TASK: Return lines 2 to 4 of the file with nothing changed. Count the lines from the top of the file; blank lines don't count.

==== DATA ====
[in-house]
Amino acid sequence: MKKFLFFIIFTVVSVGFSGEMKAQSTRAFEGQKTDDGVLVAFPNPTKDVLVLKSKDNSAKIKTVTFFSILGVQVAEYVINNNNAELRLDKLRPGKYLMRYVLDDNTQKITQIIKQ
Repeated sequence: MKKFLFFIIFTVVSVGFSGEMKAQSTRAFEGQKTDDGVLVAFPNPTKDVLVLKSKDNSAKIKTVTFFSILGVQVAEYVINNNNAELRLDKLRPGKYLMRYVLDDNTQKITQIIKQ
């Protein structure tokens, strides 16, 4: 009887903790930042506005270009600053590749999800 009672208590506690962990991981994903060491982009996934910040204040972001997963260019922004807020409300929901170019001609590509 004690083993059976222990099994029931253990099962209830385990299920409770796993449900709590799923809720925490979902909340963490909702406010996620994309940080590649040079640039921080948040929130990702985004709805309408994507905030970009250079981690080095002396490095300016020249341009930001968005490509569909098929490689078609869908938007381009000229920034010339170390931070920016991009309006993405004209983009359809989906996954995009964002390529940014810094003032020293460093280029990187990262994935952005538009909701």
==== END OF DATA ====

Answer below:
Amino acid sequence: MKKFLFFIIFTVVSVGFSGEMKAQSTRAFEGQKTDDGVLVAFPNPTKDVLVLKSKDNSAKIKTVTFFSILGVQVAEYVINNNNAELRLDKLRPGKYLMRYVLDDNTQKITQIIKQ
Repeated sequence: MKKFLFFIIFTVVSVGFSGEMKAQSTRAFEGQKTDDGVLVAFPNPTKDVLVLKSKDNSAKIKTVTFFSILGVQVAEYVINNNNAELRLDKLRPGKYLMRYVLDDNTQKITQIIKQ
């Protein structure tokens, strides 16, 4: 009887903790930042506005270009600053590749999800 009672208590506690962990991981994903060491982009996934910040204040972001997963260019922004807020409300929901170019001609590509 004690083993059976222990099994029931253990099962209830385990299920409770796993449900709590799923809720925490979902909340963490909702406010996620994309940080590649040079640039921080948040929130990702985004709805309408994507905030970009250079981690080095002396490095300016020249341009930001968005490509569909098929490689078609869908938007381009000229920034010339170390931070920016991009309006993405004209983009359809989906996954995009964002390529940014810094003032020293460093280029990187990262994935952005538009909701």